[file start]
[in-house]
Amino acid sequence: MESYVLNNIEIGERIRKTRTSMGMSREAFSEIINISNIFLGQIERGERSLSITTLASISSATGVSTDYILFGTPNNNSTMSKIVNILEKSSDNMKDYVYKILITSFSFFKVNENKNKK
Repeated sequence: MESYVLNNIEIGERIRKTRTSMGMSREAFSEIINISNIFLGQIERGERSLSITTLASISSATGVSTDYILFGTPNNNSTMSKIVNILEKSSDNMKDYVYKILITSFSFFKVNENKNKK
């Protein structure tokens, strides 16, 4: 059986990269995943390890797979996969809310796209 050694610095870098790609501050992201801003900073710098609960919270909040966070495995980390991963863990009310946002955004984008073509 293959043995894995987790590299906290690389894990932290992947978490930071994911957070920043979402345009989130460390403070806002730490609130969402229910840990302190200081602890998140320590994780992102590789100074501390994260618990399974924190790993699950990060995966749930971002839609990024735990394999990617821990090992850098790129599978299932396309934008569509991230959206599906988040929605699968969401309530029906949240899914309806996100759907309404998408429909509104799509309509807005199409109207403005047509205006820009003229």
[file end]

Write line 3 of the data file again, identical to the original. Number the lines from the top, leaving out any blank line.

Repeated sequence: MESYVLNNIEIGERIRKTRTSMGMSREAFSEIINISNIFLGQIERGERSLSITTLASISSATGVSTDYILFGTPNNNSTMSKIVNILEKSSDNMKDYVYKILITSFSFFKVNENKNKK